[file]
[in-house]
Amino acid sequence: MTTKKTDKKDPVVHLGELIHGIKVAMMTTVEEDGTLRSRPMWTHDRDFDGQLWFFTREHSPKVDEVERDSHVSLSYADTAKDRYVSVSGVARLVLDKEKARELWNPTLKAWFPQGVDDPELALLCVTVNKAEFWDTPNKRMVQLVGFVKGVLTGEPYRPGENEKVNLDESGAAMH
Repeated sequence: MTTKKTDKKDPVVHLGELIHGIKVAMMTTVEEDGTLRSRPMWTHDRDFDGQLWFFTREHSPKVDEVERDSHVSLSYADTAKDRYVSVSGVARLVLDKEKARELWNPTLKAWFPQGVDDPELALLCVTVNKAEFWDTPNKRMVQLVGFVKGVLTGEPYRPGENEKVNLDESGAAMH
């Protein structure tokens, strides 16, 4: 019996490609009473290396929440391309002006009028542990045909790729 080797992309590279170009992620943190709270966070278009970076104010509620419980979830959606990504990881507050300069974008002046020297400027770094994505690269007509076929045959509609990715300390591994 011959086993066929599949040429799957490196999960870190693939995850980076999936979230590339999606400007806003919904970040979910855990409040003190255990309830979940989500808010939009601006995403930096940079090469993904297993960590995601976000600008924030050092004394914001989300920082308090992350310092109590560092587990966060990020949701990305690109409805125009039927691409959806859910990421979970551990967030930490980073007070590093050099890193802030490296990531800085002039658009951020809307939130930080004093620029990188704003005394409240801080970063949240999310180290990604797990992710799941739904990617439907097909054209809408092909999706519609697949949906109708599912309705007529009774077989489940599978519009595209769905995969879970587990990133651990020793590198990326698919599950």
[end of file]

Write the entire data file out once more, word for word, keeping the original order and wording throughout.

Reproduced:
[in-house]
Amino acid sequence: MTTKKTDKKDPVVHLGELIHGIKVAMMTTVEEDGTLRSRPMWTHDRDFDGQLWFFTREHSPKVDEVERDSHVSLSYADTAKDRYVSVSGVARLVLDKEKARELWNPTLKAWFPQGVDDPELALLCVTVNKAEFWDTPNKRMVQLVGFVKGVLTGEPYRPGENEKVNLDESGAAMH
Repeated sequence: MTTKKTDKKDPVVHLGELIHGIKVAMMTTVEEDGTLRSRPMWTHDRDFDGQLWFFTREHSPKVDEVERDSHVSLSYADTAKDRYVSVSGVARLVLDKEKARELWNPTLKAWFPQGVDDPELALLCVTVNKAEFWDTPNKRMVQLVGFVKGVLTGEPYRPGENEKVNLDESGAAMH
């Protein structure tokens, strides 16, 4: 019996490609009473290396929440391309002006009028542990045909790729 080797992309590279170009992620943190709270966070278009970076104010509620419980979830959606990504990881507050300069974008002046020297400027770094994505690269007509076929045959509609990715300390591994 011959086993066929599949040429799957490196999960870190693939995850980076999936979230590339999606400007806003919904970040979910855990409040003190255990309830979940989500808010939009601006995403930096940079090469993904297993960590995601976000600008924030050092004394914001989300920082308090992350310092109590560092587990966060990020949701990305690109409805125009039927691409959806859910990421979970551990967030930490980073007070590093050099890193802030490296990531800085002039658009951020809307939130930080004093620029990188704003005394409240801080970063949240999310180290990604797990992710799941739904990617439907097909054209809408092909999706519609697949949906109708599912309705007529009774077989489940599978519009595209769905995969879970587990990133651990020793590198990326698919599950």